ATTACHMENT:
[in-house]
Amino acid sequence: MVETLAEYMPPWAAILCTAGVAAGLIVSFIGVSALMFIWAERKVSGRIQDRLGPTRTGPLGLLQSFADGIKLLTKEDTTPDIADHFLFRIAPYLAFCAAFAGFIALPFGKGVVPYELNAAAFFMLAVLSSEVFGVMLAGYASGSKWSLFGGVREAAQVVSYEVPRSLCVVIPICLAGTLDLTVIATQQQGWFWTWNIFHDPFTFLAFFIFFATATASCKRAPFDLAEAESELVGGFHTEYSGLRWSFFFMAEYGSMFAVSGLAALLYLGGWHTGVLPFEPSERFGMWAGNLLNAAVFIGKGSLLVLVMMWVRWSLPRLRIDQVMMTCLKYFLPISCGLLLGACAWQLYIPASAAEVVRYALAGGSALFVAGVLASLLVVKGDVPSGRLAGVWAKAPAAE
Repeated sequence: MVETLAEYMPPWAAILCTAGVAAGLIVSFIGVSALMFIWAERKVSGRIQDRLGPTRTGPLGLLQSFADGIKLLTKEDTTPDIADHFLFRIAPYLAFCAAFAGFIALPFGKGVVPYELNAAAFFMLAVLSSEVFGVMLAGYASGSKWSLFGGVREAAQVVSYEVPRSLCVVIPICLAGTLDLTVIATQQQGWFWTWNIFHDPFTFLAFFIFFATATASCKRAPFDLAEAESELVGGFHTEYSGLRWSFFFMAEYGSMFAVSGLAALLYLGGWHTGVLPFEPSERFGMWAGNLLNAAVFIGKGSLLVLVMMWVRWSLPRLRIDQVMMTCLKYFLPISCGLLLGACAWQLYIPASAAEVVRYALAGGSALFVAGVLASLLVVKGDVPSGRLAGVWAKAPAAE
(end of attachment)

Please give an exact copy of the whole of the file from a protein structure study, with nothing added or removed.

[in-house]
Amino acid sequence: MVETLAEYMPPWAAILCTAGVAAGLIVSFIGVSALMFIWAERKVSGRIQDRLGPTRTGPLGLLQSFADGIKLLTKEDTTPDIADHFLFRIAPYLAFCAAFAGFIALPFGKGVVPYELNAAAFFMLAVLSSEVFGVMLAGYASGSKWSLFGGVREAAQVVSYEVPRSLCVVIPICLAGTLDLTVIATQQQGWFWTWNIFHDPFTFLAFFIFFATATASCKRAPFDLAEAESELVGGFHTEYSGLRWSFFFMAEYGSMFAVSGLAALLYLGGWHTGVLPFEPSERFGMWAGNLLNAAVFIGKGSLLVLVMMWVRWSLPRLRIDQVMMTCLKYFLPISCGLLLGACAWQLYIPASAAEVVRYALAGGSALFVAGVLASLLVVKGDVPSGRLAGVWAKAPAAE
Repeated sequence: MVETLAEYMPPWAAILCTAGVAAGLIVSFIGVSALMFIWAERKVSGRIQDRLGPTRTGPLGLLQSFADGIKLLTKEDTTPDIADHFLFRIAPYLAFCAAFAGFIALPFGKGVVPYELNAAAFFMLAVLSSEVFGVMLAGYASGSKWSLFGGVREAAQVVSYEVPRSLCVVIPICLAGTLDLTVIATQQQGWFWTWNIFHDPFTFLAFFIFFATATASCKRAPFDLAEAESELVGGFHTEYSGLRWSFFFMAEYGSMFAVSGLAALLYLGGWHTGVLPFEPSERFGMWAGNLLNAAVFIGKGSLLVLVMMWVRWSLPRLRIDQVMMTCLKYFLPISCGLLLGACAWQLYIPASAAEVVRYALAGGSALFVAGVLASLLVVKGDVPSGRLAGVWAKAPAAE